Roche has unveiled new data from analyses, showing its ENSPRYNG (satralizumab) reduces severity and risk of relapse in the treatment of neuromyelitis optica spectrum disorder (NMOSD).

The post-hoc analysis of a study group treated with ENSPRYNG in the SAkura double-blind clinical trial showed reduction in the risk of severe relapse by 79% compared to placebo.

Also, the patients treated with ENSPRYNG were in less need for rescue therapy for a relapse, than placebo. A relapse is determined severe if the Expanded Disability Status Scale shows a change of greater than or equal to two points.

A separate pooled analysis of ENSPRYNG in the combined double-blind period and open-label extension (OLE) showed 51% reduction in the risk of relapse than placebo group.

Patients who are seropositive to aquaporin-4 antibody (AQP4-IgG), and who tend to experience a more severe disease course experienced a 66% reduction in risk of relapse compared to the placebo group. The reduction in risk of relapse was prevalent in AQP4-IgG seropositive patients.

University of British Columbia neurologist and professor Anthony Traboulsee said: “The data for ENSPRYNG at MSVirtual2020 are promising and suggest it significantly reduces relapse severity and frequency, which are important goals of the treatment for people with NMOSD.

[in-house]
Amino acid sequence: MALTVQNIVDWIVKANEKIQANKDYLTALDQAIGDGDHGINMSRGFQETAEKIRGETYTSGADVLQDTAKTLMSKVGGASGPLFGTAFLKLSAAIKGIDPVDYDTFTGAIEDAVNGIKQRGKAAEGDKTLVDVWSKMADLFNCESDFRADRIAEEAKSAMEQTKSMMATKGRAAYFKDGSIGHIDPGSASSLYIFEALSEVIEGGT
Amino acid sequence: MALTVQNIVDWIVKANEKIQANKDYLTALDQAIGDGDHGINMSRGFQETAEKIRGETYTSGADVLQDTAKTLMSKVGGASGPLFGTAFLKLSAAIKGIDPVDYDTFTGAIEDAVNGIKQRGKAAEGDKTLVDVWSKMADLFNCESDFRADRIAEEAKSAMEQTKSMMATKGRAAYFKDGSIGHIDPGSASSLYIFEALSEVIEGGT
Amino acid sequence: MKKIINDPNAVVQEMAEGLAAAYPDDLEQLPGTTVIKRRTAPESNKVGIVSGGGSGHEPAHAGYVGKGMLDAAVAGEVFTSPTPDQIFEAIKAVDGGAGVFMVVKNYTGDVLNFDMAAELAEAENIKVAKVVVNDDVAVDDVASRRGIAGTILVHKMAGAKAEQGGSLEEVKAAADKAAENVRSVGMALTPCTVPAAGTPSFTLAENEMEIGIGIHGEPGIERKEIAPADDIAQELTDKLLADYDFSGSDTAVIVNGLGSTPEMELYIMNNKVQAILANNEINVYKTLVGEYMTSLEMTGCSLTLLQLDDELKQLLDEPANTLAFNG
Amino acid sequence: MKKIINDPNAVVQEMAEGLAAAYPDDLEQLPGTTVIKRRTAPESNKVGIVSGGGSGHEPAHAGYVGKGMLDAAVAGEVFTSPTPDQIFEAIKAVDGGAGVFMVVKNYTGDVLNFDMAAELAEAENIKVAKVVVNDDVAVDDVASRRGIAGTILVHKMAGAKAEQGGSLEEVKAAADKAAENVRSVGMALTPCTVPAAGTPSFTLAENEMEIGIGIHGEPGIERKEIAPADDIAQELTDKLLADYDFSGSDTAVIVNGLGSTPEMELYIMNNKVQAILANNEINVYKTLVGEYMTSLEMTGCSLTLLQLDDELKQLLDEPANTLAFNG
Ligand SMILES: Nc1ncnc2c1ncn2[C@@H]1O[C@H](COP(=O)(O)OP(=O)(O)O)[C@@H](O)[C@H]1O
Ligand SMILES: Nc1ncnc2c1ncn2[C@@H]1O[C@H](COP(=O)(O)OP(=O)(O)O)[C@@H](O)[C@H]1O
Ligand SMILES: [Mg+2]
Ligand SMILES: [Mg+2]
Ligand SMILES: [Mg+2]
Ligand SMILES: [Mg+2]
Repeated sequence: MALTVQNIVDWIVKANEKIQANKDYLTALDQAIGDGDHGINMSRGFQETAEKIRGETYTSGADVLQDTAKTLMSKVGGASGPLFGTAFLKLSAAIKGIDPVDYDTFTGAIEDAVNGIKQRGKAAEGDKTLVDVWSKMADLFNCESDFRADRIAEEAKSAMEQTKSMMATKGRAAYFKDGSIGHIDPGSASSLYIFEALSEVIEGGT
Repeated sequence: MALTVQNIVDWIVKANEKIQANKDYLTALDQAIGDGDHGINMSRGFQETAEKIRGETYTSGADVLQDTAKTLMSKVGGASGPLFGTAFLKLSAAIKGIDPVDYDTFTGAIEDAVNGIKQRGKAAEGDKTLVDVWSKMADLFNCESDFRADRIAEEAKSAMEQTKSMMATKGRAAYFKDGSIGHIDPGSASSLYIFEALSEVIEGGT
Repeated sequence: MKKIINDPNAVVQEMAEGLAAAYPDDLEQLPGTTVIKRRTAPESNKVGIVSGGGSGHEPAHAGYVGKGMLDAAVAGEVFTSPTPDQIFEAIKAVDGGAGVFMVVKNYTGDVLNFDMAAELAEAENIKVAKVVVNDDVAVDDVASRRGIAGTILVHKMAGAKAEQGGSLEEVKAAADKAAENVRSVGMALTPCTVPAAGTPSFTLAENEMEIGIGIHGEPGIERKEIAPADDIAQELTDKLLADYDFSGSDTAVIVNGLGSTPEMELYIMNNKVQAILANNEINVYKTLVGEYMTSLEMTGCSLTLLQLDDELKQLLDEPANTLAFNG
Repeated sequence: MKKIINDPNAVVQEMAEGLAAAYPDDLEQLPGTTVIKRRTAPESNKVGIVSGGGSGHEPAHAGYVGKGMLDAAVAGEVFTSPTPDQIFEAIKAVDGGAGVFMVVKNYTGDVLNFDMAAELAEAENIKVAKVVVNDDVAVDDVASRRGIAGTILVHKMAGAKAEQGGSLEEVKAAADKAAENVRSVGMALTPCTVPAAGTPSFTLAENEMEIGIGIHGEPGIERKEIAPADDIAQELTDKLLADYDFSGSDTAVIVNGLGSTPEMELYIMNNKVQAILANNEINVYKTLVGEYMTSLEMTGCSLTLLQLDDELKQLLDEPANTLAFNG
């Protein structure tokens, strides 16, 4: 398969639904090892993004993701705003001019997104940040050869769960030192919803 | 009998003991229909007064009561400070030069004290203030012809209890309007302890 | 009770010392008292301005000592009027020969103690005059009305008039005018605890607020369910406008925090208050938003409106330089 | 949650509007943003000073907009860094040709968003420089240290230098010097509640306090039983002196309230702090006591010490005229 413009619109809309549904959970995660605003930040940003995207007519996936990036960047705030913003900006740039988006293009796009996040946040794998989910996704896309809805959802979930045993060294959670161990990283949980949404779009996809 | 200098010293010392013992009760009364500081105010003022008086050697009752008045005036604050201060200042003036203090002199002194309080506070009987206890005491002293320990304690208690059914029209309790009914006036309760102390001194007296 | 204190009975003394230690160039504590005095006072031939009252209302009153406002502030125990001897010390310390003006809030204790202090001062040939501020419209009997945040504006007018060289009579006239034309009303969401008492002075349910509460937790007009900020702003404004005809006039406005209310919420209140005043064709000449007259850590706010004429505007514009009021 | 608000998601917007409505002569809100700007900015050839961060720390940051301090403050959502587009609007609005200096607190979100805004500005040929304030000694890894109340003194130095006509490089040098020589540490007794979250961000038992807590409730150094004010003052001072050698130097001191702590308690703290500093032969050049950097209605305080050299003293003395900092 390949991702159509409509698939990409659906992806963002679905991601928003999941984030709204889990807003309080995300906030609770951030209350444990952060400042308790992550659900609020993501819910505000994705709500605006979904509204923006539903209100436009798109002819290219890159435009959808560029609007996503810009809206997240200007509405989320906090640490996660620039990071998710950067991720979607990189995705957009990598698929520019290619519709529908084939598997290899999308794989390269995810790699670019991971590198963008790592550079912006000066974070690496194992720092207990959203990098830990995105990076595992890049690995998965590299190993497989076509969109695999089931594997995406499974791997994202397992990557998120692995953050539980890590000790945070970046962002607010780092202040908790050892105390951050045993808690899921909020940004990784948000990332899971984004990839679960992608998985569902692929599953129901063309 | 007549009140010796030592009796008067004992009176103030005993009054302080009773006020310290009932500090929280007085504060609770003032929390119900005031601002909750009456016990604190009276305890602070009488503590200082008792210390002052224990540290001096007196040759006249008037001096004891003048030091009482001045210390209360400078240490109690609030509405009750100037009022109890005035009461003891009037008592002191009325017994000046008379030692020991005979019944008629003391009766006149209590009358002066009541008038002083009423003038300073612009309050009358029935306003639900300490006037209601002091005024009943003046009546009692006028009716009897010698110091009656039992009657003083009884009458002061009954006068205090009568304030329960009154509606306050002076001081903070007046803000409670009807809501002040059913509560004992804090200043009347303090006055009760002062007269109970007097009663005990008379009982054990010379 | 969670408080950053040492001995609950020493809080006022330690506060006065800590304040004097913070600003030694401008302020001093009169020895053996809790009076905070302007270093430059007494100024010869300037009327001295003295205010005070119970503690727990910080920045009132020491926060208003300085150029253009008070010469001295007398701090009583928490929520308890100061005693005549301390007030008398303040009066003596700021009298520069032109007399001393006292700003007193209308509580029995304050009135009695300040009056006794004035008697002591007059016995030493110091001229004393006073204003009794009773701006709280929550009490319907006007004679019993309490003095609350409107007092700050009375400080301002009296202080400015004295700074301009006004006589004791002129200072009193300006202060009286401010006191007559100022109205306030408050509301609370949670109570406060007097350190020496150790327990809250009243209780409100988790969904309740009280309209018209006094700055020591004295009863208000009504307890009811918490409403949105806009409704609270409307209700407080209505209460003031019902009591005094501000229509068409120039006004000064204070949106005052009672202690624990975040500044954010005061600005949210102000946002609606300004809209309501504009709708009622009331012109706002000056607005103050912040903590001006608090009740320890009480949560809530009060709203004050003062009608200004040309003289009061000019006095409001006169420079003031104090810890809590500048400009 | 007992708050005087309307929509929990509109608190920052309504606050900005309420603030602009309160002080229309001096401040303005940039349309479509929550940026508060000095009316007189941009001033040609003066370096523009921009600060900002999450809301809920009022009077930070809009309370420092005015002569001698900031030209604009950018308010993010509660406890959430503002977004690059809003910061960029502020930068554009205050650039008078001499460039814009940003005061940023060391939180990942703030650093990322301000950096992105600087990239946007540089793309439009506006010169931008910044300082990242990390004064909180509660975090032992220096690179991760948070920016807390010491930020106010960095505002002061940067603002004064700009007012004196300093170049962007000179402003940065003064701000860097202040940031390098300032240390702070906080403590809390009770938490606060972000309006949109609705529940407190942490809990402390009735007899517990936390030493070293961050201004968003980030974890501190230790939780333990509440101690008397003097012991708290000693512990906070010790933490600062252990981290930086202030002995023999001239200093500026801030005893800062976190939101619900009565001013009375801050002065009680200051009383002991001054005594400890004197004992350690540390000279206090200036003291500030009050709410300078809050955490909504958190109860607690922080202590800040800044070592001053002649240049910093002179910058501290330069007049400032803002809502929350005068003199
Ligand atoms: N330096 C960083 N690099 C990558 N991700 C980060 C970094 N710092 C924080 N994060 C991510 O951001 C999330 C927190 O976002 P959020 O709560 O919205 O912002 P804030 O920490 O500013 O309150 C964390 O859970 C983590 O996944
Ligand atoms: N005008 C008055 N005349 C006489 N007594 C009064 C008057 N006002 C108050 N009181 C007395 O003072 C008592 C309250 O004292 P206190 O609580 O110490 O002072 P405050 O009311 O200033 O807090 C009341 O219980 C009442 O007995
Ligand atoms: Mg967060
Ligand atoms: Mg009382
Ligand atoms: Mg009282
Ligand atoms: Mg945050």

“ENSPRYNG, the first approved treatment for NMOSD that can be taken at home, offers favourable efficacy and safety, which are important for improved long-term outcomes.”

NMOSD is a rare chronic autoimmune disorder that affects central nervous system

NMOSD is a rare chronic autoimmune disorder that affects central nervous system and damages the optic nerve(s) and spinal cord. The disease is associated with pathogenic antibodies (AQP4-IgG) that target and damage astrocytes, in inflammatory lesions of the optic nerve(s), spinal cord and brain

People affected by NMOSD face blindness, muscle weakness and paralysis, and unpredictable, severe relapses, leading to cumulative, permanent, neurological damage and disability, where the relapse may result in death in few cases.

ENSPRYNG is a humanised monoclonal antibody, developed by Chugai, a subsidiary of Roche, to target interleukin-6 (IL-6) receptor, which triggers the inflammation cascade and leads to the damage and disability in people with NMOSD.

The drug has received regulatory approvals in Canada, Japan, Switzerland and the US, and is being reviewed by various regulatory agencies, including in the EU and China. The drug was recently approved in the US for subcutaneous treatment of patients with anti-AQP4 antibody-positive NMOSD.

Roche chief medical officer and global product development head Levi Garraway said: “The longer-term data for ENSPRYNG further reinforce the previously observed efficacy of this medicine for this debilitating disorder that is often mistaken for multiple sclerosis.

“ENSPRYNG is the first and only FDA-approved subcutaneous, self-administered medicine for NMOSD and the first medicine for NMOSD that is designed to target the interleukin-6 receptor, which is believed to play a key role in the inflammation associated with this disorder.”